Food Assistance: Working Women's Access to WIC Benefits

Published by the Government Accountability Office on 1997-10-16.

Below is a raw (and likely hideous) rendition of the original report. (PDF)

                 United States General Accounting Office

GAO              Report to the Chairman, Committee on
                 the Budget, House of Representatives

October 1997
                 FOOD ASSISTANCE
                 Working Women’s
                 Access to WIC Benefits

      United States
GAO   General Accounting Office
      Washington, D.C. 20548

      Resources, Community, and
      Economic Development Division


      October 16, 1997

      The Honorable John R. Kasich
      Chairman, Committee on the Budget
      House of Representatives

      Dear Mr. Chairman:

      The U.S. Department of Agriculture’s (USDA) Special Supplemental
      Nutrition Program for Women, Infants and Children (WIC) is designed to
      improve the health of low-income pregnant, breast-feeding, and
      postpartum women; infants; and children up to age 5, who are at
      nutritional risk. The program provides annual cash grants to the states for
      food, nutrition education, health care referrals, and administrative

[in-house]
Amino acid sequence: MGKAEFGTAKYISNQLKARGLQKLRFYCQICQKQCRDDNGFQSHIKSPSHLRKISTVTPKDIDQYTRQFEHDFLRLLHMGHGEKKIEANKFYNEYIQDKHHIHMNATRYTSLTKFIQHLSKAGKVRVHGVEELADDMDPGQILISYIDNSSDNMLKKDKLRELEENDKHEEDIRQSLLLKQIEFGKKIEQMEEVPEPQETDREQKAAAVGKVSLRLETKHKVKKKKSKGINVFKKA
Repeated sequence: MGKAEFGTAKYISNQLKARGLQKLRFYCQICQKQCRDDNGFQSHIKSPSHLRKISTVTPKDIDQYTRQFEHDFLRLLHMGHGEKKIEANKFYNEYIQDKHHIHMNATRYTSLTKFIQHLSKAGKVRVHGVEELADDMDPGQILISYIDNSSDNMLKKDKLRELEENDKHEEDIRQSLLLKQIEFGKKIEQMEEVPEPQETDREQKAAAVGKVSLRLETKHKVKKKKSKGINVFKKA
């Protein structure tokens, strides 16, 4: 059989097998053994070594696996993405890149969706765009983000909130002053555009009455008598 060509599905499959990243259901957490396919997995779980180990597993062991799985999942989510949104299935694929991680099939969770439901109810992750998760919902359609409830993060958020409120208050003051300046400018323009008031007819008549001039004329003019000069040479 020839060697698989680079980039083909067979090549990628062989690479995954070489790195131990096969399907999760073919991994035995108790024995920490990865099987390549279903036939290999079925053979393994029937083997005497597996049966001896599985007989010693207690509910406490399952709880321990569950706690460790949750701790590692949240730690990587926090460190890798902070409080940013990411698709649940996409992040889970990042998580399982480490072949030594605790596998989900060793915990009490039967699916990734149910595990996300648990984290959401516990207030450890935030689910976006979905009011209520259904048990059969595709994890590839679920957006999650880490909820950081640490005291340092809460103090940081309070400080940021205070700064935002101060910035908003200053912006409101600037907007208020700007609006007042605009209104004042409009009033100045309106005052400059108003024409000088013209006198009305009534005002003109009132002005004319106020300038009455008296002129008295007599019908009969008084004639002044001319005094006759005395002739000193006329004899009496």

expenses. Food benefits are generally provided to participants in the form
      of vouchers or checks that they can redeem for certain foods at approved
      stores. Within the states, local WIC agencies distribute food vouchers and
      provide nutrition education through the clinics they operate in their
      service areas. In fiscal year 1997, appropriations for WIC totaled $3.7
      billion, and average monthly participation was 7.4 million through
      February 1997.

      This report is the third in the series of reports responding to your request
      for information on certain aspects of WIC.1 In this report, we provide
      information on the extent to which WIC program benefits are accessible to
      eligible working women. Specifically, we (1) identified the actions taken
      by local WIC agencies to increase access to WIC benefits for working
      women; (2) asked the directors of local WIC agencies to rate the
      accessibility of their clinics; and (3) identified factors that limit program